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Ethiopians Protest Police Brutality, Racism in Israel

May 04, 2015 at 11:53 am | News

Abena Agyeman-Fisher

Abena Agyeman-Fisher | Editor-in-chief, F2FA

May 04, 2015 at 11:53 am | News

Anti-Racism Rally

After a video showing police abusing a soldier became public, Ethiopians came out in their numbers in Tel Aviv, Israel, on Sunday to protest against racism and police brutality, reports the Guardian.

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The video made its debut last week, showing Damas Pakada, a soldier of Ethiopian descent, being attacked by police in what appears to be an unprovoked attack.

In the video, Pakada appears to be walking with his bicycle when he is accosted by a policeman who then shoves and punch him. Another officer joins in, ultimately pushing Pakada to the ground.

By the time Pakada picks up a stone in self-defense, a third officer makes it to the scene.

Moments later, the video, which was taped by a closed-circuit video camera, ends.

Watch the video of Damas Pakada being manhandled by police here:

The video prompted Sunday’s protests, with one demonstrator explaining, “Our parents were humiliated for years. We are not prepared to wait any longer to be recognised as equal citizens. It may take a few months, but it will happen.”

A female demonstrator added, “I’ve had enough of this behaviour by the police. I just don’t trust them any more. … When I see the police I spit on the ground.”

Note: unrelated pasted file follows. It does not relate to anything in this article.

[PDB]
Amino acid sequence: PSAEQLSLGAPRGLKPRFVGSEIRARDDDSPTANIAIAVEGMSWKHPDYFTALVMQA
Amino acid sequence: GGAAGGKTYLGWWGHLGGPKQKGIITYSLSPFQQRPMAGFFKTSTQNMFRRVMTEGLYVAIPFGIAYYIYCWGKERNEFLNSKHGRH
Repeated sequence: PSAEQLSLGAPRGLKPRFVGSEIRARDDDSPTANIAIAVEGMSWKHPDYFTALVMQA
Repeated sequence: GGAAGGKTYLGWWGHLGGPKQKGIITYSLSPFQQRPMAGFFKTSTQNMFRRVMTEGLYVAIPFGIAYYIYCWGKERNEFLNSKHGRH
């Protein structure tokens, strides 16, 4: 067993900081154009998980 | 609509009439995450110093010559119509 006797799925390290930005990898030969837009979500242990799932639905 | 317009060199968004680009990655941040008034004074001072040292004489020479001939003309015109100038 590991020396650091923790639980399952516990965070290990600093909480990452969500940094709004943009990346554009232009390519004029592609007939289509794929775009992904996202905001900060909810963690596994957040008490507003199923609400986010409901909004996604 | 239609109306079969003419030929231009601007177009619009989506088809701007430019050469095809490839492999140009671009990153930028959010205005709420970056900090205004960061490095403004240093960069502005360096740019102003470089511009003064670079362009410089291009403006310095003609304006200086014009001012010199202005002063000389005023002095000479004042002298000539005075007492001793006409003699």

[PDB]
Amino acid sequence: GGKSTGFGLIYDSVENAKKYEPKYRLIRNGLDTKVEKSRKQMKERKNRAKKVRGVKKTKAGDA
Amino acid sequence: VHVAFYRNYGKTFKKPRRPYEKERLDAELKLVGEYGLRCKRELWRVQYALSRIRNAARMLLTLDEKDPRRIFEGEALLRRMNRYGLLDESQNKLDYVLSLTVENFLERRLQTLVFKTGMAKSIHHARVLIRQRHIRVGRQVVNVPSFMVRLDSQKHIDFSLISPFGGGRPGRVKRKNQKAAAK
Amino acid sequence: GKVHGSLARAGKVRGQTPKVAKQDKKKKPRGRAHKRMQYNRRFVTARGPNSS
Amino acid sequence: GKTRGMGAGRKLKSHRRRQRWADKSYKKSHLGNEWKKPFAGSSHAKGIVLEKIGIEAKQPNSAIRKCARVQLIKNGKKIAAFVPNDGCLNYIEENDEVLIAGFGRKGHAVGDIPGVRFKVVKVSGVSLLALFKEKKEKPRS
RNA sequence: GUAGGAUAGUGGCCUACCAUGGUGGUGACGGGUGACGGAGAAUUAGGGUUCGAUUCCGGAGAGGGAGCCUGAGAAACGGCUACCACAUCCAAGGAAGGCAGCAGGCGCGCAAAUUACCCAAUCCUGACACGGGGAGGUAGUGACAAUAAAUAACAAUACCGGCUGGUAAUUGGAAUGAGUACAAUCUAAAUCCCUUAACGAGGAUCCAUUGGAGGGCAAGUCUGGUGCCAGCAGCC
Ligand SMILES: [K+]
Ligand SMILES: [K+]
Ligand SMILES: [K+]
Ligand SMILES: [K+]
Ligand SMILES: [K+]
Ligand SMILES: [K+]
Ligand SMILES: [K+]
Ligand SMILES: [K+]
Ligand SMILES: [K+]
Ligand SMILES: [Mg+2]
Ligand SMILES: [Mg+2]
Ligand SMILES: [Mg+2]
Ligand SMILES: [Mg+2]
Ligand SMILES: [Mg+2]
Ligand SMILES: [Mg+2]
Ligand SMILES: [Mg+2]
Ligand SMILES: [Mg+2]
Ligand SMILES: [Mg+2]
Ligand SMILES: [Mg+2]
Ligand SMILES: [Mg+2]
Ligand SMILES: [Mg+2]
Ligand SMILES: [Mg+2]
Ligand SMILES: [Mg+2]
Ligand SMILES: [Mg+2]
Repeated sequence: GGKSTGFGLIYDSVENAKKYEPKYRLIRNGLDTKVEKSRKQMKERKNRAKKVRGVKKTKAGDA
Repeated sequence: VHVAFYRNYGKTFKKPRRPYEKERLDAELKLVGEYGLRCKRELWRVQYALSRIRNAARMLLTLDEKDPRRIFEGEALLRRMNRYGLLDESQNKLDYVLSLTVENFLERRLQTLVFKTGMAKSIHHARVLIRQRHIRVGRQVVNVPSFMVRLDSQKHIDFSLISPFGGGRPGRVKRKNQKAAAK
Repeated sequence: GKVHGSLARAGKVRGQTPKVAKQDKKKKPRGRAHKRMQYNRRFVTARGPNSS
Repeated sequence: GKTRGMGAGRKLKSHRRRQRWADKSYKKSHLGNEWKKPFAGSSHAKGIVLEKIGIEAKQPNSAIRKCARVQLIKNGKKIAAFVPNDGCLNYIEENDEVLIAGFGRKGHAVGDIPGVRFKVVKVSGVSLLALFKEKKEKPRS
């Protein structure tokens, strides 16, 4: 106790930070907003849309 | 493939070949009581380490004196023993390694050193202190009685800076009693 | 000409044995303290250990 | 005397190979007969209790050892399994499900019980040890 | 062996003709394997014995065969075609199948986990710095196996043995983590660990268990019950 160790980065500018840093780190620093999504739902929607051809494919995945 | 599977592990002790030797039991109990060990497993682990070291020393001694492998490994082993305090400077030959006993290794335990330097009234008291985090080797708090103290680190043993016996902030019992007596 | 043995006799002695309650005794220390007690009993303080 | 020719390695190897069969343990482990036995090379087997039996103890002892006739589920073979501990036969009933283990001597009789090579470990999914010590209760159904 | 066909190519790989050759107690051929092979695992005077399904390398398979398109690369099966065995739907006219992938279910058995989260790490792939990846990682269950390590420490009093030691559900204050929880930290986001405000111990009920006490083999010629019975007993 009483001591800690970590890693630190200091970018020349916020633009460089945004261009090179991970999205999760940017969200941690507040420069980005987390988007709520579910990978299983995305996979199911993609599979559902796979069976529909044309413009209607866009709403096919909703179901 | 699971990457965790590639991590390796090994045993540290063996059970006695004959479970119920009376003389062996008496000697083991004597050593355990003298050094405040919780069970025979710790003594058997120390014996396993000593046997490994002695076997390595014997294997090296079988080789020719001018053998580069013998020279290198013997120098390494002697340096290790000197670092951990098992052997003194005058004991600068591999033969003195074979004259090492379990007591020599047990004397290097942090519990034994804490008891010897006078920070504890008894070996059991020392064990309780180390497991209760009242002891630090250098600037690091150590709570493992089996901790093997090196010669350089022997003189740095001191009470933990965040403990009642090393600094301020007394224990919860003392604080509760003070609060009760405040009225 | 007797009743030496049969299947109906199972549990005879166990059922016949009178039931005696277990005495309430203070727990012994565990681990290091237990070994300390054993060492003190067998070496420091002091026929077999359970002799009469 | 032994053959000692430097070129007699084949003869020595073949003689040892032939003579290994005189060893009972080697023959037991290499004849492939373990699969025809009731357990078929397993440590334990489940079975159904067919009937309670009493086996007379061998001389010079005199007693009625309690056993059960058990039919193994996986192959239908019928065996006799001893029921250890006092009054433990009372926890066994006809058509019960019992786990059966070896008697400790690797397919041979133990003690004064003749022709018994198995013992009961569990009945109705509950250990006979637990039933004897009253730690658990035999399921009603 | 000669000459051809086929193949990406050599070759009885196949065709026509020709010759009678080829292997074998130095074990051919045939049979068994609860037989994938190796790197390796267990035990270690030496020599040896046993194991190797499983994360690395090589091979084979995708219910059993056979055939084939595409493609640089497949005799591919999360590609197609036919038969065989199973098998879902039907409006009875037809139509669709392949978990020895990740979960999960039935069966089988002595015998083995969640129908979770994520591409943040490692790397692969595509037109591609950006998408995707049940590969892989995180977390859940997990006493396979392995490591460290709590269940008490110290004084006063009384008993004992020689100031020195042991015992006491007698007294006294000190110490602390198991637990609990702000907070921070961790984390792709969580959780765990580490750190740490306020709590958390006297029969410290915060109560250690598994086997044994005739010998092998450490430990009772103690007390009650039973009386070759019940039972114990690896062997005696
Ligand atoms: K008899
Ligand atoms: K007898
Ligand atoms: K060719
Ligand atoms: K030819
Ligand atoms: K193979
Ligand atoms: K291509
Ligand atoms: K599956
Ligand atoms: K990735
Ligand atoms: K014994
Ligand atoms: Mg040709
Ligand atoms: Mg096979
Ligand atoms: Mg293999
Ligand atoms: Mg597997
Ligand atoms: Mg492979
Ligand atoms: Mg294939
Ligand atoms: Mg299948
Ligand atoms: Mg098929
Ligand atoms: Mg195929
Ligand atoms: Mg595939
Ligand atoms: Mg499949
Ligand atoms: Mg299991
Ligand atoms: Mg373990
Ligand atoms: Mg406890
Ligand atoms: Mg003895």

Yelling, “Not black, not white, we’re all human beings” and “a violent cop should be jailed,” hundreds of protesters crossed their arms in unity to say no to handcuffing.

In all, 56 police officers and 12 protesters were reportedly wounded as police fired water cannons and stun guns in to the crowds, while demonstrators turned over a police car, threw stones and bottles, and destroyed property.

Forty-three protesters were arrested.

See photos from the protest here:

While Israel’s population is more than 8 million, the Ethiopian community is about 135,500.

The Guardian reports:

Thousands of Ethiopian Jews live in Israel, many of them secretly airlifted into the country in 1984 and 1990 after a rabbinical ruling that they were direct descendants of the biblical Jewish Dan tribe.

But their absorption into Israeli society has been difficult. Ethiopian community members complain of racism, lack of opportunity in Israeli society, endemic poverty and routine police harassment.

While the two policemen involved in the incident have been suspended and called a “disgrace” by Public Security Minister Yitzhak Aharonovich, immediate parallels between the United States and Israel began, with many citing the mistreatment of Blacks by police in America with the recent death of Baltimore resident Freddie Gray.

Israeli officials are said to be bristling with the comparison, with Aharonovich adding that the police force “needs to examine itself.”

On Monday, Prime Minister Benyamin Netanyahu will meet reportedly meet with Pakada and Ethiopian activists.

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